What does the future hold for the Dorchester Collection in the UK regarding its people. We're talking about apprenticeships for chefs, which could then be applied to front of house and also housekeepers. Good housekeepers are hard to find and much more should be done with regards to their training. They have enormous responsibilities and big budgets to manage - this is definitely going to be a big focus for us.
2010-present Area director of human resources, Dorchester Collection
2005-10 Group director of people development, Malmaison and Hotel du Vin
2001-03 Restaurant group human resources manager, Mitchells & Butlers
1997-01 Human resources manager, Vintage Inns
1988-96 New store opening manager, general manger, national training manager then operations manager, TGI Friday's
1985-88 Area catering manager, Miss Selfridge
1983-85 Assistant manager, Meon Valley Golf & Country Club hotel, Hampshire
1981-83 Concord Hotels management training scheme
sean wheeler on how to create buy-in among a team
My first year in the job has been about opening two hotels [Coworth Park and 45 Park Lane] and bringing together all three hotels to work together and support one another with regards to its people.
In particular, I've introduced to my team a 90-day programme which every new employee completes on joining the company.
During the induction on the first two days we impart the value, history and culture of the company and take the new recruits on a tour of the properties, enabling everyone to be a sales person. They also meet the executive team and get to eat lunch in the hotels.
On day three, the employees join their specific departments and for their first 30 days they follow a training matrix alongside a trainer. Then for the next 60 days they undergo specific training in specialised areas such as selling skills, telephone techniques and service recovery.
On completion of the 90-day programme, each new member of staff gets to stay in one of the hotels with their partner, enabling them to have more meaningful and knowledgeable conversations with guests.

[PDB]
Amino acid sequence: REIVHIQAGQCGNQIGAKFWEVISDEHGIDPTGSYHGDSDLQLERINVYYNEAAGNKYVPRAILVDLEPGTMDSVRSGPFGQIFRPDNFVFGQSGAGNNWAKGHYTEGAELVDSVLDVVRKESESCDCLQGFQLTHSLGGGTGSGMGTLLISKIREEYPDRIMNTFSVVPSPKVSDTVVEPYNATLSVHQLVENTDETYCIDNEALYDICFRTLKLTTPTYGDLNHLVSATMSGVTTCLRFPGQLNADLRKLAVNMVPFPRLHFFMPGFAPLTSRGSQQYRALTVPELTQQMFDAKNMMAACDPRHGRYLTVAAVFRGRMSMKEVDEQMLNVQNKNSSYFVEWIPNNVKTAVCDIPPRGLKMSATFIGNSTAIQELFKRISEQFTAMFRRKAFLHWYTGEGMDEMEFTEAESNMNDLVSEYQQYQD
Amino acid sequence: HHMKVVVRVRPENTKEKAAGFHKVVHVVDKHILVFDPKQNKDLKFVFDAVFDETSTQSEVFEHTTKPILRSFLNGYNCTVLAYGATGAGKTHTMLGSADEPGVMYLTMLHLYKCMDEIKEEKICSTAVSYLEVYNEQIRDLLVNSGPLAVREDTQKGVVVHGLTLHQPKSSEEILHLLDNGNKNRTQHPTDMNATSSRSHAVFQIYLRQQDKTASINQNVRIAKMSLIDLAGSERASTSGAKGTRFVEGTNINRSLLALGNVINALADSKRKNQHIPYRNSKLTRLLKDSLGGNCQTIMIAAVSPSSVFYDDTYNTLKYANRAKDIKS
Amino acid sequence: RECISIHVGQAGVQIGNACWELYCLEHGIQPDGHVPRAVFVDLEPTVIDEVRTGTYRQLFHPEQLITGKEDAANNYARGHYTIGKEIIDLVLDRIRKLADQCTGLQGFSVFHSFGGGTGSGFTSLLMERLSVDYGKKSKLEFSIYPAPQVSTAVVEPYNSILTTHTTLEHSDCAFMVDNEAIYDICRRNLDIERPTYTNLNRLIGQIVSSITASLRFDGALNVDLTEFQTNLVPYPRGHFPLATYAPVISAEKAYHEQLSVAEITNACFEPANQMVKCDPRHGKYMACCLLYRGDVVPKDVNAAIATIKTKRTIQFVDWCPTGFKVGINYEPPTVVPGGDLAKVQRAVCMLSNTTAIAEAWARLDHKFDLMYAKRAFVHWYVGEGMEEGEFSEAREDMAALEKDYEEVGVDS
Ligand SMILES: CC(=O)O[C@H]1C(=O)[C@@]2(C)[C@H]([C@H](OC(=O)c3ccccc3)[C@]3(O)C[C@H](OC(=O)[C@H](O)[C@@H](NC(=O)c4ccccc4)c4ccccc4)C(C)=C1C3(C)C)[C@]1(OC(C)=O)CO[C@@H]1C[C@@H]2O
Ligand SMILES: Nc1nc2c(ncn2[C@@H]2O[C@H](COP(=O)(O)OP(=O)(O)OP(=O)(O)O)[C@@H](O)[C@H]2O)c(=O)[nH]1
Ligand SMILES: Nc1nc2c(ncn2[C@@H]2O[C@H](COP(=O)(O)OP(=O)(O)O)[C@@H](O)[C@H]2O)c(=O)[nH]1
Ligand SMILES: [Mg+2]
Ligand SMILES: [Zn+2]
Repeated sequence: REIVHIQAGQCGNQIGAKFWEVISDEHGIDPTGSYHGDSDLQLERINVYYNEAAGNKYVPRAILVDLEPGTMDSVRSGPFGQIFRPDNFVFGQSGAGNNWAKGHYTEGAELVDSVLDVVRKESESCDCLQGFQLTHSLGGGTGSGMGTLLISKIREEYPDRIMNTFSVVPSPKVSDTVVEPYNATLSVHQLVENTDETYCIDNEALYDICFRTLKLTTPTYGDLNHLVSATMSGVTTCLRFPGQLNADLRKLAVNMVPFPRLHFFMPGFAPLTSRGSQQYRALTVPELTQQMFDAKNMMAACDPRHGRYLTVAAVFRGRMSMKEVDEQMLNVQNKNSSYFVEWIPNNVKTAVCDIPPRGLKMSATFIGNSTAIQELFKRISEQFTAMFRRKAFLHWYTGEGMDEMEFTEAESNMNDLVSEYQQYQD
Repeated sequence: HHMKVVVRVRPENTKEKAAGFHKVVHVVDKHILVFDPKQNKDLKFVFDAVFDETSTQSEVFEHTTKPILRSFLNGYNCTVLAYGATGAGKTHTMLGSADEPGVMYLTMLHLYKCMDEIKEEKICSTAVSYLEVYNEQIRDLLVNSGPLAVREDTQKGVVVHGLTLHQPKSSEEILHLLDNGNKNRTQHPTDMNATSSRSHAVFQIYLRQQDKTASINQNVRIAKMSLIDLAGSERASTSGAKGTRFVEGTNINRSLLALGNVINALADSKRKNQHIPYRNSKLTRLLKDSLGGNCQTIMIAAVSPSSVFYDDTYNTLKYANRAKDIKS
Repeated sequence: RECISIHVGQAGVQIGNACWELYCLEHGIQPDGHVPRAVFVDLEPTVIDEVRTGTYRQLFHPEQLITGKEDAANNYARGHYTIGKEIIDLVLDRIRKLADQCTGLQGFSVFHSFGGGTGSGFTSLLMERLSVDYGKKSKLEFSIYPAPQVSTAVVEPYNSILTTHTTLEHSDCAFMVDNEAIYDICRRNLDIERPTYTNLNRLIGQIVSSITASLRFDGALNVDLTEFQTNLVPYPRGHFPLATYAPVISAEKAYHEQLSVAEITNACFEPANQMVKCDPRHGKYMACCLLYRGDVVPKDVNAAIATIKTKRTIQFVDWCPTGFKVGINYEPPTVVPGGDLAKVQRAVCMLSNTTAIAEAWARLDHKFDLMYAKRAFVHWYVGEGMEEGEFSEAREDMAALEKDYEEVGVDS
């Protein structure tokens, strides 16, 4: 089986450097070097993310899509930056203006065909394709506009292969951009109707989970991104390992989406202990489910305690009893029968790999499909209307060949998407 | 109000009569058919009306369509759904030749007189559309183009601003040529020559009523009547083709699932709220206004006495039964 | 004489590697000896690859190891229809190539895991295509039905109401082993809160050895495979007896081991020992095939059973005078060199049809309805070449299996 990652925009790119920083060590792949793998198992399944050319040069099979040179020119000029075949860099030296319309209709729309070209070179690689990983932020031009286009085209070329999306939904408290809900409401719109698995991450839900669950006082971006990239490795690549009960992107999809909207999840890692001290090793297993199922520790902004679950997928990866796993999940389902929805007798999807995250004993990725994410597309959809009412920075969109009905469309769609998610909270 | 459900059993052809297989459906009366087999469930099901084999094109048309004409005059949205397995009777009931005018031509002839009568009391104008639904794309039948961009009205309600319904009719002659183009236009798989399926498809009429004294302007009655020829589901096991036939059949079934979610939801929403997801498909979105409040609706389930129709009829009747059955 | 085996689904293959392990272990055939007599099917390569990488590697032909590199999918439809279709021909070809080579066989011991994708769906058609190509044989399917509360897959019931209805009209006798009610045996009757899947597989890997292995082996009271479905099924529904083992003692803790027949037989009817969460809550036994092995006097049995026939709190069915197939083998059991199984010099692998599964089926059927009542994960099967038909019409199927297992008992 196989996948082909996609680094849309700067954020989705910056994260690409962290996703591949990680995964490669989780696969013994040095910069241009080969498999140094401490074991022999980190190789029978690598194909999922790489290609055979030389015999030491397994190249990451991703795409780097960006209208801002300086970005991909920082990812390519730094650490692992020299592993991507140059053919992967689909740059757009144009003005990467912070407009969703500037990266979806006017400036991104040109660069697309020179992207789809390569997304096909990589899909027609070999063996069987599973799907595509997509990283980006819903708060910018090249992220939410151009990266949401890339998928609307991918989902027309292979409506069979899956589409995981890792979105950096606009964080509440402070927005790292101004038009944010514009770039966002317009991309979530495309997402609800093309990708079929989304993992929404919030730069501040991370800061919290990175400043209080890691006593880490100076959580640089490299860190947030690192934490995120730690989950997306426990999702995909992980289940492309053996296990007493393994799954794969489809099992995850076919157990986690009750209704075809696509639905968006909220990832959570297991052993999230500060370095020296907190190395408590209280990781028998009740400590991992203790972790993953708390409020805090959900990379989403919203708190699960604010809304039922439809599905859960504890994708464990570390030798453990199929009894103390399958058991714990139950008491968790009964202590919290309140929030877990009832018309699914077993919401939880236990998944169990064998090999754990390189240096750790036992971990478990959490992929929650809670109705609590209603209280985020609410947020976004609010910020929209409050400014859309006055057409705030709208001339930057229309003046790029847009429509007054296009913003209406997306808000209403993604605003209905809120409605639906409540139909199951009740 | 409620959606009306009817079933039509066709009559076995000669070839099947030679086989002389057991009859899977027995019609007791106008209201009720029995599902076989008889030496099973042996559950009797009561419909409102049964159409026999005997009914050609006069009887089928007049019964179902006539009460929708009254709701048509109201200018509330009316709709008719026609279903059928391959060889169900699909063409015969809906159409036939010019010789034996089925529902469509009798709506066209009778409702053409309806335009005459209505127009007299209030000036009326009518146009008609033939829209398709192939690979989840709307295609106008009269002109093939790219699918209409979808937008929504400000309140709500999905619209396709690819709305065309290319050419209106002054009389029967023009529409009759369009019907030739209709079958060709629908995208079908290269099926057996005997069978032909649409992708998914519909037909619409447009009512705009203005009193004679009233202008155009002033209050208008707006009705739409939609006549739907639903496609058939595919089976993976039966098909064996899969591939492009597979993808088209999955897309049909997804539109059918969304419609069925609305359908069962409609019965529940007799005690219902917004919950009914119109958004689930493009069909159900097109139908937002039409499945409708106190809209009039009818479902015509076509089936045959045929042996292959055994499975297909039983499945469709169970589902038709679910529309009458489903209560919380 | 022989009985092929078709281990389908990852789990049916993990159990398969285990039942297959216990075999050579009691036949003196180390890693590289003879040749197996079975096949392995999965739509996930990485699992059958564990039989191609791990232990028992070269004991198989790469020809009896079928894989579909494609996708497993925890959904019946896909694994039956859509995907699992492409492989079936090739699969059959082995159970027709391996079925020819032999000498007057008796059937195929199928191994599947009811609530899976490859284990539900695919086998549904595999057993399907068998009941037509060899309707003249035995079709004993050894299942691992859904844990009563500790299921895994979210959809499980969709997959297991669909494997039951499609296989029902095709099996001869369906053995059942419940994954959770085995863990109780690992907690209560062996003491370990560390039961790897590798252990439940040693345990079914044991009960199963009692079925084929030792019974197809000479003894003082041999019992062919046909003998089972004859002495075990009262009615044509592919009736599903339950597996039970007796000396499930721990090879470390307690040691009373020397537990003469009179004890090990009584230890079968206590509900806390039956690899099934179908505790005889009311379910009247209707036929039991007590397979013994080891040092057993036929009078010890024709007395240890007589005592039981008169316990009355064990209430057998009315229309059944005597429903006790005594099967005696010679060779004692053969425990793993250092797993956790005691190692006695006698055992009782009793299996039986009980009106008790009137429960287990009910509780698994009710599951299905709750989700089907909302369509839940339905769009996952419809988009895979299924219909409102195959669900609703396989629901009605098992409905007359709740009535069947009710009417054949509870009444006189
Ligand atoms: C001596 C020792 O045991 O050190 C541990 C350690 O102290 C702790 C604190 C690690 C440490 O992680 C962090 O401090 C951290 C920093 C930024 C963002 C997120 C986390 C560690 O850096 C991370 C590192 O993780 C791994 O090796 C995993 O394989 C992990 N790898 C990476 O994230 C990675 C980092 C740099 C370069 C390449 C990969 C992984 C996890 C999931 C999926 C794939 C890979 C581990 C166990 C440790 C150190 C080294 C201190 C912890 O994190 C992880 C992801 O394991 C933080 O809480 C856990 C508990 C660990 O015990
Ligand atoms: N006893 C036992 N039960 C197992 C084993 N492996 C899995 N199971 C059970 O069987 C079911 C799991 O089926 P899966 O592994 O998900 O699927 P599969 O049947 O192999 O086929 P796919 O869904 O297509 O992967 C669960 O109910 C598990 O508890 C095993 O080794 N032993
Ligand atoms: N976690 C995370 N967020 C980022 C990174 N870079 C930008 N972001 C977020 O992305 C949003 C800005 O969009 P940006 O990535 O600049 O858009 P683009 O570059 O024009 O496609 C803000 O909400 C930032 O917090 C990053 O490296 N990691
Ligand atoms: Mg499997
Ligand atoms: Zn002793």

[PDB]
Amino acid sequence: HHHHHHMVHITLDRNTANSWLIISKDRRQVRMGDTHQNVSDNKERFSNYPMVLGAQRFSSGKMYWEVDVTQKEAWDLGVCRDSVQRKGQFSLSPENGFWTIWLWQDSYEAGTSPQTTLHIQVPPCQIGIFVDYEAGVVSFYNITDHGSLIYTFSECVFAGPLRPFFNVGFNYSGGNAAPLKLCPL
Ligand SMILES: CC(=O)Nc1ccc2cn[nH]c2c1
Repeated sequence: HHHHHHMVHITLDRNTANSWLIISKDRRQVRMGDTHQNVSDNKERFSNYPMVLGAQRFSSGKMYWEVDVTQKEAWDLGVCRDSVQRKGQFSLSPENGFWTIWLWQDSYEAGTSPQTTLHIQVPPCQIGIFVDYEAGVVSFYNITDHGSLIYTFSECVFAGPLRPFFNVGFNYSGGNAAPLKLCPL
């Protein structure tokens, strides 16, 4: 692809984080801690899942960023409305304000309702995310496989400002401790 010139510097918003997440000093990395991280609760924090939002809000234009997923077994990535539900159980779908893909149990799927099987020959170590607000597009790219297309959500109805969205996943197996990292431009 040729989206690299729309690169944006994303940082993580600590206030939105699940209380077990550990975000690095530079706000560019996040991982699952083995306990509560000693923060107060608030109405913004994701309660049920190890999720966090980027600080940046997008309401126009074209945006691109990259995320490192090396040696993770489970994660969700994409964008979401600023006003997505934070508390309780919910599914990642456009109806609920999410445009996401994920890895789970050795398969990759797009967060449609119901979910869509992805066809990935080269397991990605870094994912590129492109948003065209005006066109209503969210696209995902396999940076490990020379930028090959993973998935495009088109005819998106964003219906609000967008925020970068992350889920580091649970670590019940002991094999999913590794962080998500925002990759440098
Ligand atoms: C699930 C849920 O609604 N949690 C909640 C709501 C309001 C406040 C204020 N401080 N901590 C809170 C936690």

My intention is that the 90-day programme will help create a more confident workforce. The hotels can at first appear to be quite a daunting environment and we want to show people that they have come to the right place. We have worked hard to find these people and we intend to work hard to keep them.
improving staff retention
Staff may be attracted to the Dorchester Collection by reputation, but they will only stay as a result of the people they work with and the opportunities offered to them. Sean Wheeler outlines the structures in place to maintain enthusiasm.
â- An employee satisfaction survey helps us discover what we can do to make life better for everyone. It is often the smallest things that make the difference, such as having a water machine installed in an office or the staff locker rooms refurbished.
â- We are rewarding and recognising people through a Lucky Dip Star recognition system. If a manager or assistant manager spots good examples of work - such as respectful service, innovation, passion for the job - they will award a Lucky Dip Star and they win something like afternoon tea, a spa treatment or M&S vouchers. Staff love it. We probably award 10 Lucky Dip Stars a day among our 700-person team at the Dorchester and team of 220 at Coworth Park.
â- We also have the Employee Dazzler of the Month, voted for by the staff, who then goes forward for the Dorchester Dazzler of the Year where the winner gets a five-day stay at one of the Dorchester Collection's overseas properties in either Beverley Hills or New York, with business class airline tickets and £1,000 spending money included.
â- Retention of good people is all about reward, recognition and development, as well as encouraging them to feel part of a team.